What seemed nothing short of impossible just a few weeks ago is now happening in the Arkansas, as marriage equality has made a surprise visit to the Natural State. Here’s more from LGBTQNation via the Associated Press…
LITTLE ROCK, Ark. — Couples lined up before dawn Monday outside Little Rock’s courthouse as the state’s largest county began issuing gay marriage licenses following a judge’s ruling overturning Arkansas’ constitutional ban on same-sex marriage.
The Pulaski County clerk’s office issued its first same-sex marriage license shortly after 8 a.m. After business hours closed Friday, Pulaski County Circuit Judge Chris Piazza ruled that Arkansas’ voter-approved ban on gay marriage was unconstitutional. Piazza did not issue a stay, and 15 same-sex couples obtained marriage licenses Saturday in the left-leaning tourist town of Eureka Springs.
The first Little Rock license went to Shelly Butler, 51, and Susan Barr, 48, of Dallas, who have been together since they met at Southern Arkansas University in 1985.
“When we heard the news in Arkansas, we had to jump in the car to get here,” Butler said shortly before receiving the license. “I’m just excited to marry my best friend of almost 30 years, finally.”
The second couple to receive a license was Thomas Baldwin, 37, and Devin Rudeseal, 24. The Bryant couple quickly married in the courthouse, and Rudeseal planned to take a final at the University of Arkansas at Little Rock later Monday morning.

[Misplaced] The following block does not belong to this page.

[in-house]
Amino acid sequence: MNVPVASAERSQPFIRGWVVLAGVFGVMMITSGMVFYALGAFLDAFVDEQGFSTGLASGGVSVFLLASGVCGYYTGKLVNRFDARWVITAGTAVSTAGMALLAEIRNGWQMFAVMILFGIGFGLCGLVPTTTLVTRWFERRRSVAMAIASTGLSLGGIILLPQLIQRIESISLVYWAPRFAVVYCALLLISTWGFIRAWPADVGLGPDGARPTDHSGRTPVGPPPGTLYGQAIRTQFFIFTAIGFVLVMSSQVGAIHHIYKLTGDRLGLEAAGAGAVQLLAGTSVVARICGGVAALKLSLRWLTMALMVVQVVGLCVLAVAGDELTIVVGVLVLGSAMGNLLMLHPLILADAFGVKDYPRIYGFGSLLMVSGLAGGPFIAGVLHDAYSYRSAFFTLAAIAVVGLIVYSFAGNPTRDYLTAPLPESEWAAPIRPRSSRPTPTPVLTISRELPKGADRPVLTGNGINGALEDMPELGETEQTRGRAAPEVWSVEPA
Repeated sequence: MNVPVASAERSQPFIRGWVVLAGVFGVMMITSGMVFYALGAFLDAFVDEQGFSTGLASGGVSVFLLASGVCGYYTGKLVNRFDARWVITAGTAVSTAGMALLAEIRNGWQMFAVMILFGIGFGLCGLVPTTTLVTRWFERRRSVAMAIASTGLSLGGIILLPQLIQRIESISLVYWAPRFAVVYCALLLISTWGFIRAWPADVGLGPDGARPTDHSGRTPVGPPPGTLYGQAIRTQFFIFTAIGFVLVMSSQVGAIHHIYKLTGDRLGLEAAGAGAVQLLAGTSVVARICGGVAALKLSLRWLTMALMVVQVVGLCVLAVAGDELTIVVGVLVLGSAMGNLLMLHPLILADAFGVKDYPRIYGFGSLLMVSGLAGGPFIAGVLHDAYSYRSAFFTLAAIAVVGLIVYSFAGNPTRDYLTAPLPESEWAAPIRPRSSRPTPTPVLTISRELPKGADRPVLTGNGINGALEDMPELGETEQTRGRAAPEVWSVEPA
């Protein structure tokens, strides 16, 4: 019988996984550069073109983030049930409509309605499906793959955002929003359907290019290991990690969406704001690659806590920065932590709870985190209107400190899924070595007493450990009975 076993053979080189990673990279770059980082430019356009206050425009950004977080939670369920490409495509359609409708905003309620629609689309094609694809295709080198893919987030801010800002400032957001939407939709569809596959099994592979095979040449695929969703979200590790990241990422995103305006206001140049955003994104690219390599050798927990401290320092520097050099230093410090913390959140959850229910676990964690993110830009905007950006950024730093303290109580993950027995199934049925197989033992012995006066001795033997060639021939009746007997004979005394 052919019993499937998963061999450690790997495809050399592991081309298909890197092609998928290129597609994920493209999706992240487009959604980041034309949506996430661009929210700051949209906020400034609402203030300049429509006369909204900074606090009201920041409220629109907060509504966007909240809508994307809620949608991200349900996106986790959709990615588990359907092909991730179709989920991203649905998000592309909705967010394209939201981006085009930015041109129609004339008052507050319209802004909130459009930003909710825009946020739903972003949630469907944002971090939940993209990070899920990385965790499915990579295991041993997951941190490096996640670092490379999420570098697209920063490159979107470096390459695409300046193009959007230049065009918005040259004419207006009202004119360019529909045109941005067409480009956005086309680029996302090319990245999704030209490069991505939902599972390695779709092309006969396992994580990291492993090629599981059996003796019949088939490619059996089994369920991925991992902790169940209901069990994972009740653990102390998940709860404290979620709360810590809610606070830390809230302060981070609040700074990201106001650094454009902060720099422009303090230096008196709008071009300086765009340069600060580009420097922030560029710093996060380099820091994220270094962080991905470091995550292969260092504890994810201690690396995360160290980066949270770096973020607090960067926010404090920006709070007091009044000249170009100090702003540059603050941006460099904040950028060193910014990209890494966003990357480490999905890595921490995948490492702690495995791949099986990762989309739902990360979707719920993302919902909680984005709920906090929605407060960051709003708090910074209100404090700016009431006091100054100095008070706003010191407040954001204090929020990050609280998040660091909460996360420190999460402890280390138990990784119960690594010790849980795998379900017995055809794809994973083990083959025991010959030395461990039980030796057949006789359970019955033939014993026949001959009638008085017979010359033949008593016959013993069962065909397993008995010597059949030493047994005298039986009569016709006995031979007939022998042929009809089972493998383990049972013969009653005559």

Attorney General Dustin McDaniel, who recently said he supported gay marriage but would defend the ban, has asked Piazza to suspend his ruling. McDaniel said Saturday that he wants the state Supreme Court to take up the matter, but no appeal had been filed as of Monday morning.
More than 100 people gathered outside the Pulaski County courthouse before doors opened Monday. Randy Eddy-McCain, pastor of Open Door Community Church, was on hand to help perform marriage ceremonies for those seeking licenses at the courthouse. Eddy-McCain, who is gay, married his partner in New York. He said he looked forward to presiding over same-sex ceremonies in Arkansas.
“I want to get everybody in that I can before they issue a stay,” said Eddy-McCain, who along with his husband is a plaintiff in the lawsuit that led to Piazza’s ruling.
When Piazza didn’t issue a stay, Arkansas’ 75 county clerks were left to decide for themselves whether to grant marriage licenses. That caused confusion among county clerks, Association of Arkansas Counties executive director Chris Villines said.
A. G. McDaniel apparently didn’t see the need to file an emergency stay of Judge Piazza’s ruling, thereby setting the scene for future court battles just like the one that struck down California’s same-sex marriage ban. The marriage licenses issued during this interim period will form the backbone that could permanently bring marriage equality to Arkansas, and if it travels to the Supreme Court, may even have national implications. Besides Carroll County (home of Eureka Springs) and Pulaski County, same-sex marriage licenses are also being issued in Fayetteville, Arkansas at the Washington County courthouse, where dozens of couples were wed this morning. All told, hundreds of licenses could potentially be issued before the stay.
This is in stark contrast to the state of Texas, where Attorney General Greg Abbott begged the state appeals court to issue an emergency stay, which prevented the granting of any same-sex marriage licenses in the state.
Just like the historic integration of Little Rock Central High School in 1957, it appears Arkansas is leading the way again as new Civil Rights battles come to the South. Check back at Texas Leftist for more updates.
(photo credit: The Fayetteville Flyer)